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Phosphorus and iron-oxide transport from a hydrologically isolated grassland hillslope

journal contribution
posted on 2024-06-21, 03:51 authored by Genna Smith, Rich McDowellRich McDowell, Leo Condron, Karen Daly, Daire Ó Huallacháin, Owen Fenton
  • Losses of N, P and Fe in drainage responded differently to waterlogging.
  • Moderate nitrate concentration prevented Fe-P dissolution and loss in drainage.
  • Low nitrate concentrations corresponded with high iron and P losses in drainage.
  • Timing of N inputs were important for P losses in drainage.
Dissolved reactive phosphorus (DRP) loss from agricultural soils can negatively affect water quality. Shallow subsurface pathways can dominate P losses in grassland soils, especially in wetter months when waterlogging is common. This study investigated the processes controlling intra- and inter-event and seasonal DRP losses from poorly drained permanent grassland hillslope plots. Temporal flow-related water samples were taken from surface runoff and subsurface (in-field pipe) discharge, analysed, and related to the likelihood of anaerobic conditions and redoximorphic species including nitrate (NO3) over time. Subsurface drainage accounted for 89% of total losses. Simple linear regression and correlation matrices showed positive relationships between DRP and iron and soil moisture deficit; and negative relationships between these three factors and NO3 concentrations in drainage. These data indicate that waterlogging and low NO3 concentrations control the release of P in drainage, potentially via reductive dissolution. The relationship between DRP and metal release was less obvious in surface runoff, as nutrients gathered from P-rich topsoil camoflaged redox reactions. The data suggest a threshold in NO3 concentrations that could exacerbate P losses, even in low P soils. Knowledge of how nutrients interact with soil drainage throughout the year can be used to better time soil N and P inputs via, for example, fertiliser or grazing to avoid to excessive P loss that could harm water quality.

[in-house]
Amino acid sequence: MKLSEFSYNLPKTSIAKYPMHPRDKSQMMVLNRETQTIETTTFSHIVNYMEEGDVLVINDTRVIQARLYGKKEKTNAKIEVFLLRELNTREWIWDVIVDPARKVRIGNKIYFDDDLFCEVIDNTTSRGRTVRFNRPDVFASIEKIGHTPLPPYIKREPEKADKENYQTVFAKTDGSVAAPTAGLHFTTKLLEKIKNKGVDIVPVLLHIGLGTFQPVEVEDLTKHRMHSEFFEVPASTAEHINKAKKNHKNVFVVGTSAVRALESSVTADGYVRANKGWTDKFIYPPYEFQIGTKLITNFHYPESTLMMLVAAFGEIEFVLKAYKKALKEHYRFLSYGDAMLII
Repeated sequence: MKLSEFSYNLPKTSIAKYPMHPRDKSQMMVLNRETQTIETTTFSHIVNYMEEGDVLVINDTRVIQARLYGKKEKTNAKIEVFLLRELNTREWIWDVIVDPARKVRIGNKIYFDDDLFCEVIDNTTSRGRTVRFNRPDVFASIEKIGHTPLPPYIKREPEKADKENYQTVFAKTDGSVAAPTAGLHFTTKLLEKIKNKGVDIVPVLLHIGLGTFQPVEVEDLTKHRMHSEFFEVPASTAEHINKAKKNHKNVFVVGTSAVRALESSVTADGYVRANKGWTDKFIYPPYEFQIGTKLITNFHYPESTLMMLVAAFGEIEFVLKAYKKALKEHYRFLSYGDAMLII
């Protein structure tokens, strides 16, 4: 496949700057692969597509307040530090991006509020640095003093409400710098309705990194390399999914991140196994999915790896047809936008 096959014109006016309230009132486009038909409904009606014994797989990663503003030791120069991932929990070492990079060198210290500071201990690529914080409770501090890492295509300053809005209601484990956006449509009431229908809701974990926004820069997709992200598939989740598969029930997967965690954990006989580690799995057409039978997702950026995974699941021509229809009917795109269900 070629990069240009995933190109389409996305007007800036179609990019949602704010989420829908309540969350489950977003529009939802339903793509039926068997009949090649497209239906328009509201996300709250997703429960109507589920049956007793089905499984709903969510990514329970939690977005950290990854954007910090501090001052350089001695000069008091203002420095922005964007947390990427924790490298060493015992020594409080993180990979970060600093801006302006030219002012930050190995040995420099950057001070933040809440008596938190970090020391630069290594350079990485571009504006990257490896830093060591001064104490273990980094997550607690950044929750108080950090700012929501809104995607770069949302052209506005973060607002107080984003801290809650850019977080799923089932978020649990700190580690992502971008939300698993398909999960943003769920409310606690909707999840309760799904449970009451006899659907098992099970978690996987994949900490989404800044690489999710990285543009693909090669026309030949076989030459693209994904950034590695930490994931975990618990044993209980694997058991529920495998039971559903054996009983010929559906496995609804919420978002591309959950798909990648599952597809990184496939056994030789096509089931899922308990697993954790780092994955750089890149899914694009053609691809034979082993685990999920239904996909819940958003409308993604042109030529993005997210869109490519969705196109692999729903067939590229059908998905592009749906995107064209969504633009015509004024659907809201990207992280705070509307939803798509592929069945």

Funded by the New Zealand Ministry for Business, Innovation and Employment's Our Land and Water National Science Challenge (Toitū te Whenua, Toiora te Wai) as part of project Linking Legacies to Wai


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  • English

Does this contain Māori information or data?

  • No

Journal title

Journal of Environmental Management

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